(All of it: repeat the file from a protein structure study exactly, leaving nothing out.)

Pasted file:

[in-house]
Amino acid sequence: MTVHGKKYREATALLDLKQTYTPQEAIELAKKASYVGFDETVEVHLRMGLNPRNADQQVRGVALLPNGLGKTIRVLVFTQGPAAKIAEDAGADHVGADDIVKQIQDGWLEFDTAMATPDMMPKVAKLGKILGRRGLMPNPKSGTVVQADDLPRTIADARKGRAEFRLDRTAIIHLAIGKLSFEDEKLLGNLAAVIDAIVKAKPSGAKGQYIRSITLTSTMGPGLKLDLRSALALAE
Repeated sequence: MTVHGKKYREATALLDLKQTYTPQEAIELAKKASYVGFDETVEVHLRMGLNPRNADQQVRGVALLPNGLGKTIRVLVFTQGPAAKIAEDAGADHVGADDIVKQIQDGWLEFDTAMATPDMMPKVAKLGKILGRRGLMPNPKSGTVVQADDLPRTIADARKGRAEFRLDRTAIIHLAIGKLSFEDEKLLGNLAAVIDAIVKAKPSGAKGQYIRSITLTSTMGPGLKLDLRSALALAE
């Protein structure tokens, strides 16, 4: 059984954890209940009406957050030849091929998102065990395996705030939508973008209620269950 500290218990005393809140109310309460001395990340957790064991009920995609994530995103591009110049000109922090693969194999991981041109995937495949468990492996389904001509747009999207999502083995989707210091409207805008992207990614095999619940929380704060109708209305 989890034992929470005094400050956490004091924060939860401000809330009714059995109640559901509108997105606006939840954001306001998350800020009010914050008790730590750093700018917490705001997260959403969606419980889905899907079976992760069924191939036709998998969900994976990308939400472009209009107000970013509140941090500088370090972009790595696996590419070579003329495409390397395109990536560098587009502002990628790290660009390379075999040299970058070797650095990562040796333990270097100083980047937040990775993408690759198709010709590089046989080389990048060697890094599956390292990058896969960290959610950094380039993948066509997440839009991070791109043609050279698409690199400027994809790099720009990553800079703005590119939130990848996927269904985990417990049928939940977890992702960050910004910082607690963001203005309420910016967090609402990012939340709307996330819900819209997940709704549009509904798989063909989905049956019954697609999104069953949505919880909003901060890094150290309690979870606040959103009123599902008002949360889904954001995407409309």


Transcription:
[in-house]
Amino acid sequence: MTVHGKKYREATALLDLKQTYTPQEAIELAKKASYVGFDETVEVHLRMGLNPRNADQQVRGVALLPNGLGKTIRVLVFTQGPAAKIAEDAGADHVGADDIVKQIQDGWLEFDTAMATPDMMPKVAKLGKILGRRGLMPNPKSGTVVQADDLPRTIADARKGRAEFRLDRTAIIHLAIGKLSFEDEKLLGNLAAVIDAIVKAKPSGAKGQYIRSITLTSTMGPGLKLDLRSALALAE
Repeated sequence: MTVHGKKYREATALLDLKQTYTPQEAIELAKKASYVGFDETVEVHLRMGLNPRNADQQVRGVALLPNGLGKTIRVLVFTQGPAAKIAEDAGADHVGADDIVKQIQDGWLEFDTAMATPDMMPKVAKLGKILGRRGLMPNPKSGTVVQADDLPRTIADARKGRAEFRLDRTAIIHLAIGKLSFEDEKLLGNLAAVIDAIVKAKPSGAKGQYIRSITLTSTMGPGLKLDLRSALALAE
């Protein structure tokens, strides 16, 4: 059984954890209940009406957050030849091929998102065990395996705030939508973008209620269950 500290218990005393809140109310309460001395990340957790064991009920995609994530995103591009110049000109922090693969194999991981041109995937495949468990492996389904001509747009999207999502083995989707210091409207805008992207990614095999619940929380704060109708209305 989890034992929470005094400050956490004091924060939860401000809330009714059995109640559901509108997105606006939840954001306001998350800020009010914050008790730590750093700018917490705001997260959403969606419980889905899907079976992760069924191939036709998998969900994976990308939400472009209009107000970013509140941090500088370090972009790595696996590419070579003329495409390397395109990536560098587009502002990628790290660009390379075999040299970058070797650095990562040796333990270097100083980047937040990775993408690759198709010709590089046989080389990048060697890094599956390292990058896969960290959610950094380039993948066509997440839009991070791109043609050279698409690199400027994809790099720009990553800079703005590119939130990848996927269904985990417990049928939940977890992702960050910004910082607690963001203005309420910016967090609402990012939340709307996330819900819209997940709704549009509904798989063909989905049956019954697609999104069953949505919880909003901060890094150290309690979870606040959103009123599902008002949360889904954001995407409309």